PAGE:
Beginning foragers are often stymied by the overwhelming sea of green plants that surround us in any wild area. People often lament to me that they can’t tell a “pine from an oak” and that “it all looks the same – green!” Well, here’s where I hand you the keys to the kingdom (the plant kingdom, anyway). The differences aren’t about colors or size, the key is in the shapes and forms. By understanding the different parts of a plant and the role that anatomy plays in identification, you’ll have the tools to identify any plant like a pro.
Woody or Fleshy?
You can start your identification here or wrap it up with this aspect, but it sure is easier to know which book to use (the tree and shrub guide – or the wildflower book).
Is It Herbaceous? The herbaceous group of plants is a softer, fleshier category of plants. Many of these are considered annual plants (living only one year before going to seed and dying), though some can live for two or more years. In the case of the latter, a plant may have a root that stays alive for a few years, but all of the “above ground” parts die back completely each winter. There are no persistent, woody stems above ground that stay alive from year to year (the way shrubs, vines, and trees do).
Is It Woody? These plants are exactly what they sound like. They are plants that have woody stems, branches, or trunks, and the group includes trees, shrubs, and most vines. This group produces woody tissues from primary and secondary xylem, which are typically sheathed with cork-like material that we know as bark.
This outer secondary xylem (the sapwood) moves water through the woody plant, while the inner part (the heartwood) is formed from dead (but still strong) primary xylem. In colder climates, we can tell the age of a tree by counting the number of annual xylem rings. Since this woody growth stays alive and keeps growing, year after year, the woody plant group contains our largest terrestrial plants.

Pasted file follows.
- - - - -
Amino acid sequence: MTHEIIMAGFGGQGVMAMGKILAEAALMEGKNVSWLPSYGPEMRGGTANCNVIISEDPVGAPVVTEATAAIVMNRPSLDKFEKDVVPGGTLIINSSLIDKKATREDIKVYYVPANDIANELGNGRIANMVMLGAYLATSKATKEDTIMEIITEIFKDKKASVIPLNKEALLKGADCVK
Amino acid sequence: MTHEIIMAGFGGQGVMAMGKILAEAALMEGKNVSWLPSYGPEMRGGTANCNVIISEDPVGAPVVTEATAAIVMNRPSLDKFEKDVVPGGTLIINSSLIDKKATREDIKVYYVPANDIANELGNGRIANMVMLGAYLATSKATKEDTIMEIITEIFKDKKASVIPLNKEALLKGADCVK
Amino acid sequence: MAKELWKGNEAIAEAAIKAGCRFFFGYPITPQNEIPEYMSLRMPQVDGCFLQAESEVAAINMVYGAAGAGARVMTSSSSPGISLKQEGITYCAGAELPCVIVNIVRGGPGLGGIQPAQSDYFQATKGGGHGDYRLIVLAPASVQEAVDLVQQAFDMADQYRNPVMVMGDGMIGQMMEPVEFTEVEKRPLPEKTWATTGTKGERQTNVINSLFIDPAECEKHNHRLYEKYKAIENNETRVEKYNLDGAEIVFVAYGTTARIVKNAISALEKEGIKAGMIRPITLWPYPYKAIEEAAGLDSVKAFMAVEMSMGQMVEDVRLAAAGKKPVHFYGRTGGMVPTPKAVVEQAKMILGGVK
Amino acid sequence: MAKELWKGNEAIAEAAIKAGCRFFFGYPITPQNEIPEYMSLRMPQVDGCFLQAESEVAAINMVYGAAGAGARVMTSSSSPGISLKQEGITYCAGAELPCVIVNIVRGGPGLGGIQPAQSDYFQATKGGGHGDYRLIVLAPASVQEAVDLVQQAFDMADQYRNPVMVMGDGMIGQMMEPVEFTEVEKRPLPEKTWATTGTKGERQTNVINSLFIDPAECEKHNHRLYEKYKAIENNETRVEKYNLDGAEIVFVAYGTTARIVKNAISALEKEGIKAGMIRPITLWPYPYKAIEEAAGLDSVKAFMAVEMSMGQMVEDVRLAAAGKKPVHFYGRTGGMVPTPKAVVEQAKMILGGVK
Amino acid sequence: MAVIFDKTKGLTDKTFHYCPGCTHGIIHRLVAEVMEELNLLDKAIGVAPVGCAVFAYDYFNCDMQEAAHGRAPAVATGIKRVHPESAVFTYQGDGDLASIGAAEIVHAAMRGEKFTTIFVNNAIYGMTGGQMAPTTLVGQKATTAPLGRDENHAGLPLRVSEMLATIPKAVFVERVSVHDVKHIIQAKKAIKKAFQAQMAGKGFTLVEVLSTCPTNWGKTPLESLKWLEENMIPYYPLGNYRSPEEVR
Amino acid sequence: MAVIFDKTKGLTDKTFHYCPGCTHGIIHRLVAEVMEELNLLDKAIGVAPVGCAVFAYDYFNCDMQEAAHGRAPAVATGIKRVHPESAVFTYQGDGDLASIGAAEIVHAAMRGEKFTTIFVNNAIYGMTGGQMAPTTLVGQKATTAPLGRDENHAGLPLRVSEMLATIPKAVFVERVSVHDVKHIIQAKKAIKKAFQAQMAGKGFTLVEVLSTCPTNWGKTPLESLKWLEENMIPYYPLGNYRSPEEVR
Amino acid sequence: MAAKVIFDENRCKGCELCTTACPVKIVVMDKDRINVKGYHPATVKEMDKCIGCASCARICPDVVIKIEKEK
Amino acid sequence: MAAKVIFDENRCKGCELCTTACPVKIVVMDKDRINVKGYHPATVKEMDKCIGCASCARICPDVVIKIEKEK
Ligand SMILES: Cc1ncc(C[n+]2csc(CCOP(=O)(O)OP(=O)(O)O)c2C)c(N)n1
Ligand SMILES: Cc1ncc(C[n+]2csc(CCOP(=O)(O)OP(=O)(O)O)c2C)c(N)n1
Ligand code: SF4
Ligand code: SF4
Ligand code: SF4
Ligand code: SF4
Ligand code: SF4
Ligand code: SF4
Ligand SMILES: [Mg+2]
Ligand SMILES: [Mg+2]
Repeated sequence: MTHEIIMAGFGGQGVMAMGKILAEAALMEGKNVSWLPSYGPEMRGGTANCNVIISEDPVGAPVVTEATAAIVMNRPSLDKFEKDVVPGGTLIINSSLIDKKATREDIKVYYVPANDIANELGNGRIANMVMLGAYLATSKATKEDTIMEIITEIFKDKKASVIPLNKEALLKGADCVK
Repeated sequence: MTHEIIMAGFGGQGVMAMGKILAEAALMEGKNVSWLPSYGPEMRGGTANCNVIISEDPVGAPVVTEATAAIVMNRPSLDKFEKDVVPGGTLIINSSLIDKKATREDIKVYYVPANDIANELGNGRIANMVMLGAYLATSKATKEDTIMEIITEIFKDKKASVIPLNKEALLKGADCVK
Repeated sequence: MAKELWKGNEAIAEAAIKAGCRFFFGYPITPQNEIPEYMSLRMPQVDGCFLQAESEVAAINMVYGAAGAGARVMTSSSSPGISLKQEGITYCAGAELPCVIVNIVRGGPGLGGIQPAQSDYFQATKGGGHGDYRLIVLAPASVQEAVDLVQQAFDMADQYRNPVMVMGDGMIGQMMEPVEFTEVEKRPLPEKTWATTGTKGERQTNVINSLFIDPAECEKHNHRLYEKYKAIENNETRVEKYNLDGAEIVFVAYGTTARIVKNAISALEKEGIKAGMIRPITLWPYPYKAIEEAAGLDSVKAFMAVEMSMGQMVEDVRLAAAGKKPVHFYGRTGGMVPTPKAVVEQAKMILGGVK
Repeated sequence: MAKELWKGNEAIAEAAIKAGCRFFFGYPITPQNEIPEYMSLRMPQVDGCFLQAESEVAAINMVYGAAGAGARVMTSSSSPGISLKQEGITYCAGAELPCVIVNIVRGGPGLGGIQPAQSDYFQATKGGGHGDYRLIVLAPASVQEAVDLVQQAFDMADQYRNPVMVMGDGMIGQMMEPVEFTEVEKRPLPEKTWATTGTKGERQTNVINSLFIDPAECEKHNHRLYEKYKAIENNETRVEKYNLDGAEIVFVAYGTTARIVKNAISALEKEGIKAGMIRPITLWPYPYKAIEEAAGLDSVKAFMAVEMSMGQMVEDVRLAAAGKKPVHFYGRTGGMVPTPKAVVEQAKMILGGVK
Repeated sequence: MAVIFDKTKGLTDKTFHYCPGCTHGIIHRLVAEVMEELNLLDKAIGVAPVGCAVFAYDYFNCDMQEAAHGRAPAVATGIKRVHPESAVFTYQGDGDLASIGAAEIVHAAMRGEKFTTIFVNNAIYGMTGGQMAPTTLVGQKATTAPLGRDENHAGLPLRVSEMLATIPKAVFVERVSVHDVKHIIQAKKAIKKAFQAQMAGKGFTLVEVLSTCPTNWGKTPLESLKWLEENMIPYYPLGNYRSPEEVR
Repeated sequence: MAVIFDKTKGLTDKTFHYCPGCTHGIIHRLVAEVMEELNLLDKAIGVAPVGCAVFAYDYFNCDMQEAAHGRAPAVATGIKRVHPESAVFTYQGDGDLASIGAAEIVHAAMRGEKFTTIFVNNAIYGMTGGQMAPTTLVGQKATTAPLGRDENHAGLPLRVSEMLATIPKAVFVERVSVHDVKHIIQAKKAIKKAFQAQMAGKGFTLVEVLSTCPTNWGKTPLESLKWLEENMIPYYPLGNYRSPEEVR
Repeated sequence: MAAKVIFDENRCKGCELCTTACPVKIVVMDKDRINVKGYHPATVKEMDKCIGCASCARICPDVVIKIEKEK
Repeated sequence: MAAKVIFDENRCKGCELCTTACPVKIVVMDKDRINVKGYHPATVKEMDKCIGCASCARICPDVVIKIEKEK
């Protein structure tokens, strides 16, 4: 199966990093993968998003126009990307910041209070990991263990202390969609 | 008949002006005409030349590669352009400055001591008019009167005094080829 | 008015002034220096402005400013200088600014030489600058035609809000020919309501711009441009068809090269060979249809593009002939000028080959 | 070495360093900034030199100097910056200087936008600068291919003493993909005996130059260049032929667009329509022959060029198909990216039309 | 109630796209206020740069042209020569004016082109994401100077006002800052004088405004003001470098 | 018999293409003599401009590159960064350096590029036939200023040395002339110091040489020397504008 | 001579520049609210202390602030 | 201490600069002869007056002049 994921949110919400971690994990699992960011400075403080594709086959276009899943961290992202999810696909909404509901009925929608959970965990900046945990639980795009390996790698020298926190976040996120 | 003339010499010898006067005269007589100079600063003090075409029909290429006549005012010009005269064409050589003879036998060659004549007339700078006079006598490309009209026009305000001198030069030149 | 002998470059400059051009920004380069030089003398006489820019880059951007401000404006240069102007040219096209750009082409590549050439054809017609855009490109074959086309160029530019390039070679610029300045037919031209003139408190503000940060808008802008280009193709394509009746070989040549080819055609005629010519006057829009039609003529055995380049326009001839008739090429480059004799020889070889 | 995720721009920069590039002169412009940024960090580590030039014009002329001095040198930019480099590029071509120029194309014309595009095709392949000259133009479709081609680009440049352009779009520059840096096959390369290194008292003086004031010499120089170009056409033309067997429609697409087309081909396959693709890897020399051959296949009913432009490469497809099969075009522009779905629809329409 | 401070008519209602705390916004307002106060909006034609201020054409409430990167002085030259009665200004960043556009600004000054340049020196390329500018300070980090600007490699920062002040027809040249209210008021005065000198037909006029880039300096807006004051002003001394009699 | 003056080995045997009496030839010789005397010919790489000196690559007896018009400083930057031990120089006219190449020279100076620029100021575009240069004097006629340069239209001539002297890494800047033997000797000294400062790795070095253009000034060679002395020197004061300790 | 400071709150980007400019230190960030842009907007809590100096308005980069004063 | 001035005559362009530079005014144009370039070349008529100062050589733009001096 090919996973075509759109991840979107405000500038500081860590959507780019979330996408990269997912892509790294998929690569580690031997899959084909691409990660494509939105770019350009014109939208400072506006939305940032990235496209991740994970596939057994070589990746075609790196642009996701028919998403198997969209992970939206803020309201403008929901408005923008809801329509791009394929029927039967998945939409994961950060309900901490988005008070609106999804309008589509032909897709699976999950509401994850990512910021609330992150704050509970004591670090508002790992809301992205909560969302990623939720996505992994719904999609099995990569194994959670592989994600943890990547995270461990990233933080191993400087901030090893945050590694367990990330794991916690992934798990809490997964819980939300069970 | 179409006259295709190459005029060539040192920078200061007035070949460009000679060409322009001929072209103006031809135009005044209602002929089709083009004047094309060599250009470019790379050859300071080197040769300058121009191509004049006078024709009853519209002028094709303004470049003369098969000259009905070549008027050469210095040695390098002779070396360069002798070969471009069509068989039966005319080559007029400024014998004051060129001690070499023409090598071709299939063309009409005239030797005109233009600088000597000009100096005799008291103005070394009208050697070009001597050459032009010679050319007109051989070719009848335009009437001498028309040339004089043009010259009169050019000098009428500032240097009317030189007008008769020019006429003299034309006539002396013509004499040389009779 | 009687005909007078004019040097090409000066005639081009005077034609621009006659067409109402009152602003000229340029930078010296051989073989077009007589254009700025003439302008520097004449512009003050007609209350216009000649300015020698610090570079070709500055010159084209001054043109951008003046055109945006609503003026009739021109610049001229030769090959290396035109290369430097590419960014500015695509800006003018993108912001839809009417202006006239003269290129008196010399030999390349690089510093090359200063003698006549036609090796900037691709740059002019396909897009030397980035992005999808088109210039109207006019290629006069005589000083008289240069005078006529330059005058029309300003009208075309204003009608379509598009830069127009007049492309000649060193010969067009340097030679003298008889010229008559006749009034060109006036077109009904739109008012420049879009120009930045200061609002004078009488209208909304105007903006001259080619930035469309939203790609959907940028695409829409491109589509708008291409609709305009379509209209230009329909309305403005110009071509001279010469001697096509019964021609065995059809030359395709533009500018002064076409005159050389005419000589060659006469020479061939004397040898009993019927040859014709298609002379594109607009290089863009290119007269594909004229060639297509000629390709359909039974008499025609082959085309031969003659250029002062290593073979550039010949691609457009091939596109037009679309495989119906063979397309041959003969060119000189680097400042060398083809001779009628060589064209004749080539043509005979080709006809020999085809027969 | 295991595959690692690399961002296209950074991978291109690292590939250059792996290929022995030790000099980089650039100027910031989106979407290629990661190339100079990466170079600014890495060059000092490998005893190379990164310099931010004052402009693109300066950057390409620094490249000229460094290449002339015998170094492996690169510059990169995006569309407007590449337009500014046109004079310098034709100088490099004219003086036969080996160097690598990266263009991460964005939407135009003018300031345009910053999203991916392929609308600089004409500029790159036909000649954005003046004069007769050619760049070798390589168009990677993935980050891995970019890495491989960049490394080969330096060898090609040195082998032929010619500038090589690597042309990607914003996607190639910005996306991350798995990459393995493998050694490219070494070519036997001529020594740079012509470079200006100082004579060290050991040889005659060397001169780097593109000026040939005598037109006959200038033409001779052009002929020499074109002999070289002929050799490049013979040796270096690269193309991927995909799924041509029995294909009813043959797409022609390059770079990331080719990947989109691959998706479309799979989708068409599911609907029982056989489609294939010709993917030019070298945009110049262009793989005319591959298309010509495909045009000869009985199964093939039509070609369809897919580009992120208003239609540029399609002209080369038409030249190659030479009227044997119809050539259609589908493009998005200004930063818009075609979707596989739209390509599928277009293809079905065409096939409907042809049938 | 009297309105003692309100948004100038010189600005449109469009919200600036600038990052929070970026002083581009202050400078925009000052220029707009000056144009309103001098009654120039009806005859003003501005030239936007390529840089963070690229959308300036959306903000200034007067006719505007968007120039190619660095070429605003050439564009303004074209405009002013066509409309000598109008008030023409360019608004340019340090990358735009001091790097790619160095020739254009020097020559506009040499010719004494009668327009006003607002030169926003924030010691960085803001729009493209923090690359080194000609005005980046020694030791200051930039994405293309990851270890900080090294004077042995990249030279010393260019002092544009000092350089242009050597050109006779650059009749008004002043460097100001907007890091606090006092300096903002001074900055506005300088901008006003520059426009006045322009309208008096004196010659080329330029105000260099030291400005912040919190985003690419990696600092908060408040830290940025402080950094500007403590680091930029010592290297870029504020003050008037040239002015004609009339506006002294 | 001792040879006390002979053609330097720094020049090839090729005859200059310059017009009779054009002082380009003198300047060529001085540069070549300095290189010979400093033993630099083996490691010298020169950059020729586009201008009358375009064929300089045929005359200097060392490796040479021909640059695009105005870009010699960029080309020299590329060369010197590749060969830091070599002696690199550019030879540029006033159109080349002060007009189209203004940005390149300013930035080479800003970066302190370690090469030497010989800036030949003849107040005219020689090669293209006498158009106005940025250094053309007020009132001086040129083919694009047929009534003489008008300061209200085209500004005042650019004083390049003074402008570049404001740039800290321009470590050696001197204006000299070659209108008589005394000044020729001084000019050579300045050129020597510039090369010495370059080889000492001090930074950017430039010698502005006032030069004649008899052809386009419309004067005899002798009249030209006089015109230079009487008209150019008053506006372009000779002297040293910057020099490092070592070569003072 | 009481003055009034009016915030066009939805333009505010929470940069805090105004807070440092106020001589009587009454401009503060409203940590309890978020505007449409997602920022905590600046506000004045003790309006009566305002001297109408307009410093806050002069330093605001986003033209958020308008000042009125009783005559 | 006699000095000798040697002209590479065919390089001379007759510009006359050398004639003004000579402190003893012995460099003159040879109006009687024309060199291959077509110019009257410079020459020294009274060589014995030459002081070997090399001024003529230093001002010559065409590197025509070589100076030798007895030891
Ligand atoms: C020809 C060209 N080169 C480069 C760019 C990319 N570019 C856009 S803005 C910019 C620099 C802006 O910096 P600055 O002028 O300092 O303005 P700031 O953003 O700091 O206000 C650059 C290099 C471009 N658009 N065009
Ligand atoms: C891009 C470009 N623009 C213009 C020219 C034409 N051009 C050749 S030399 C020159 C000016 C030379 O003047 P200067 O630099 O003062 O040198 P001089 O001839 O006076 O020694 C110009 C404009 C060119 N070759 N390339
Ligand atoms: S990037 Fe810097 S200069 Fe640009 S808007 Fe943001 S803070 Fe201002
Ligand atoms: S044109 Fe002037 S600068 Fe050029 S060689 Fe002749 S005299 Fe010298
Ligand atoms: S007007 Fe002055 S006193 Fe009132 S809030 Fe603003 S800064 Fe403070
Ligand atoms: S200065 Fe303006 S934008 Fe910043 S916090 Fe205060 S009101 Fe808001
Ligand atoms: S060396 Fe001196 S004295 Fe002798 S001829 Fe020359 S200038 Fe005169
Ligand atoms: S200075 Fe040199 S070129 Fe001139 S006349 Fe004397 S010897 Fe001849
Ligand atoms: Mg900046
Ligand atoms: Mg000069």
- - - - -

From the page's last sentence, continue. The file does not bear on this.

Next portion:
If you’re looking for a “cheat sheet” to get you started, plant flowers can often give you a great way to differentiate one species from another – in a hurry. The first half of Peterson’s field guide to Edible Wild Plants is divided by flower color, then petal number, then some finer details. This kind of key system can easily fail us since plants aren’t “in flower” from the second they sprout until the time they are dying back, but if you’re lucky enough to stumble across a mystery plant while it is in flower, pay close attention to the flower’s structure. This can tell you exactly which species you are seeing. Look at flower color, petal number, stamen number, stamen color, the pistils, hairs, spots, and any other parts or features you can see. Break out your magnifying glass or use your phone camera on “zoom” for a closer look.
When I show one of my foraging classes a new fruit or berry, we key in first on the skin color and any noticeable external features. A few foraging books do divide the plants by fruit or berry color, and this is a vital part of your identification – but it’s just the start. Here’s what you need to look at when studying fruit.
- Fruit color – obvious, but important
- External features – Is it freckled? Is there a dimple on the end? Shape?
- Pulp color – Does it match the skin, or is it a different color?
- Pulp texture – Is the pulp watery, pasty, mealy, dry, fleshy, slimy?
- Seed number – This can be a deal-breaker! Count the number of seeds from multiple fruits and find the average.
- Seed color – This is another major player. How would you describe the color?
- Seed size – Is it tiny, medium, huge?
- Seed shape – There’s a surprising variety of seed shapes, and the seeds in your fruit should match the book’s description perfectly.